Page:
By 9:25 a.m., she’d called down a boy whose mother had called in asking for the nurse to check him out. Genelin checked his jaw and the inside of his ear — the two sources of pain — and told him what she suspected: a possible infection. As a school nurse, she’s not legally allowed to diagnose any ailments. But she can say what looks suspicious and advise a student or parent to follow up with a doctor. So she called up the default Spanish interpreter — a secretary who actually had the day off work, but was still willing to take calls — and relayed her message for the boy’s mom.
Eight minutes later, she got a phone call from a teacher, letting her know that a student with Celiac disease had mistakenly been given a bite of a granola bar. Genelin told the student’s aide that “she’ll probably start puking” and — with no immediate danger to the student’s health — advised her to call the child’s mom to see what she wanted them to do next.
Just as she was getting ready to leave for the high school building, a little boy walked in, saying he had a headache and a sore throat. With no clear signs of a fever or strep, she let him choose a cot to lie down on for a bit to rest.
This is the sort of thing that, when a student develops a habit of coming in with repeat ailments but no fever, may end up signaling an underlying mental health issue.
“That’s when we’ll start asking about their situation: ‘Are you being bullied? Is anyone being mean to you? Did anything happen at recess that upset you?’ ” Genelin said. “We’ll talk to their teacher and go from there.”
Sometimes they loop in the school counselor or social worker to see if there are some unresolved traumas at home or frustrations with certain subjects that they may be avoiding, she added. Before packing up her bags, she made a note to swing by the thrift store on her day off to pick up some more pants of all sizes — the stash of spare pants she had on hand in the office for bathroom accidents had already been depleted.
Monitoring health outbreaks
Upon arriving at the middle/high school building, Genelin stopped by the front desk to get an update on attendance records. Bracing for a later-than-usual flu season to hit the district, she’d been keeping close tabs on how many students were out with influenza.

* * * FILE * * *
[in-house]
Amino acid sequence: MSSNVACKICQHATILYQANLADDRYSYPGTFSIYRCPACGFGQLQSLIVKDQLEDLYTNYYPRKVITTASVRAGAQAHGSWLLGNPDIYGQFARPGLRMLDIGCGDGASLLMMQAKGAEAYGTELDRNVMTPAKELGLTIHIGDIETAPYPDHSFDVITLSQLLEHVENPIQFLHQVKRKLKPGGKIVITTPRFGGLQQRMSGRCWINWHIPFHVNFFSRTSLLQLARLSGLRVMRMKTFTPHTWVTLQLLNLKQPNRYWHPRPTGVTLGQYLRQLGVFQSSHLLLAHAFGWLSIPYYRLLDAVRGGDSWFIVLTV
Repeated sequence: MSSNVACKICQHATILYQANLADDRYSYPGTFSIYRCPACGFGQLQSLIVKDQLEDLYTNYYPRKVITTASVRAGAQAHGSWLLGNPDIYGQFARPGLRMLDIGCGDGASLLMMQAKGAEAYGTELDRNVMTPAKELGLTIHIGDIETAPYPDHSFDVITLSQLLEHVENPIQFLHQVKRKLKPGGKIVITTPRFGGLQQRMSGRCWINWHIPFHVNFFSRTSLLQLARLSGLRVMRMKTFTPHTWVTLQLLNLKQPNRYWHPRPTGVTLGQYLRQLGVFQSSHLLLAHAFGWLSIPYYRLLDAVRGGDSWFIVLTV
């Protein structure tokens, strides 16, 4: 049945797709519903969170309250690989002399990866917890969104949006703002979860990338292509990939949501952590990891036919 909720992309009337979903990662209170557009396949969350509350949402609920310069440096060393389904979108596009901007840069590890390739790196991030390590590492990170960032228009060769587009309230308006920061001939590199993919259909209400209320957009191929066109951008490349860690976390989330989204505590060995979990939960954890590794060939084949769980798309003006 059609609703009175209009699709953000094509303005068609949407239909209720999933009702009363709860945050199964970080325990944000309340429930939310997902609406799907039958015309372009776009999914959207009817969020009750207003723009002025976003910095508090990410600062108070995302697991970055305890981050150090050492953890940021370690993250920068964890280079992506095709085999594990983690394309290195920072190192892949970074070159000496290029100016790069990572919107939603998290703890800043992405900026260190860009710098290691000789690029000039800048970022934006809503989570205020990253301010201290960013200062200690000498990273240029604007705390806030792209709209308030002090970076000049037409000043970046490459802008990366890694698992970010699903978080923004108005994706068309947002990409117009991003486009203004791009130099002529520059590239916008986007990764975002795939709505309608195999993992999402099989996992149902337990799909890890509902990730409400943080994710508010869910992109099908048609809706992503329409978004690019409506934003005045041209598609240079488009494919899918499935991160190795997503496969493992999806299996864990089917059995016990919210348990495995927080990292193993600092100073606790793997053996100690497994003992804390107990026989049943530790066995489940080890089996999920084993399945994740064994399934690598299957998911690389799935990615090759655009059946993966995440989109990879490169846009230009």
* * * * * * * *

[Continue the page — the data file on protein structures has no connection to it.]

“I think we’re in for a rough season because that flu shot’s not effective,” she said, noting public health data shows flu season hadn’t really hit her region yet.
Apart from a boy in with a hurt ankle, she found a bit of time at her high school office to get caught up on paperwork. She wanted to draft an influenza newsletter to send out to parents soon — the same protocol she’d take with any pending outbreak, whether it be head lice, pink eye, or any other contagious health condition. And there was at least one updated student immunization record lying on her desk, to be entered into the computer and filed away.
“We spend a lot of time communicating with public health about things that are going on in the school,” she said.
After her lunch break, she’d head over to Hilltop Elementary, where she’d spend the rest of her workday. It’s not easy losing time during each transition, she says, but everyone seems to be pretty understanding and flexible. And based on what she’s hearing from her colleagues in the region, it’s not all that uncommon for nurses to rotate among buildings and oversee nonlicensed staff who fill in for them when they’re off-site.
“In the rural areas, down here, it’s very common to have kind of a mixture because we have so many buildings we’re covering. When you have only 1,000 students, it’s hard to justify because a nurse costs just as much as a teacher — we get paid on the teachers contract,” she said.
The key to making this assignment sustainable, at least for her, was in setting some firm boundaries early on, so as to not overextend herself. Her predecessor left suddenly after 10 years because of burnout, Genelin suspects. So she said no to serving on multiple district committees and delegated some scattered tasks like restocking sanitary pads in the bathroom dispenser. But, if the staffing resources were available, she’d like to be able to spend more time focused on follow-up care and phone calls to parents who brought home a sick or injured student.
“We can make sure you’re following all the laws, and that staff are adequately trained to meet medical needs of students,” she said. “We can make sure we don’t have life-threatening issues, and do the very basic screening things that we do. However, there’s a lot more that [school] nurses should be doing and want to be doing for kids.”
A patchworked landscape
According to the most recent state data, Minnesota public charter schools and traditional public districts employed 542 full-time equivalent licensed school nurses during the 2016-17 school year. Those positions were shared among 605 school nurses, some of whom job shared, like Genelin and her colleague. That means that, at a minimum, they’re a registered nurse with a valid bachelor’s degree and two licenses: one from the state Board of Nursing and another from the state Professional Educator Licensing and Standards Board (formerly known as the state Board of Teaching).
By way of comparison with other staff positions that fall under the umbrella of “student support services,” there were 1,130 school social workers, 728 school psychologists and 1,328 school counselors statewide last school year.
Beyond licensed school nurses, schools across the state employ both two-year RNs and licensed practical nurses, but no state data exists on those categories. Nor does the state track how many nonlicensed “health aides” — also known as health paras, health techs, health assistants, or maybe just the secretary who wears two hats — are currently serving in lieu of someone with nursing credentials, says Yoney.
“It becomes a funding issue — especially in those smaller districts,” Yoney said, noting that in some of these smaller rural districts, things are complicated further by the fact that they need to ask for variances because they can’t even find a qualified school nurse to hire. “They’re having to get a little more creative. So we’re seeing a whole variety of ways those needs are met.”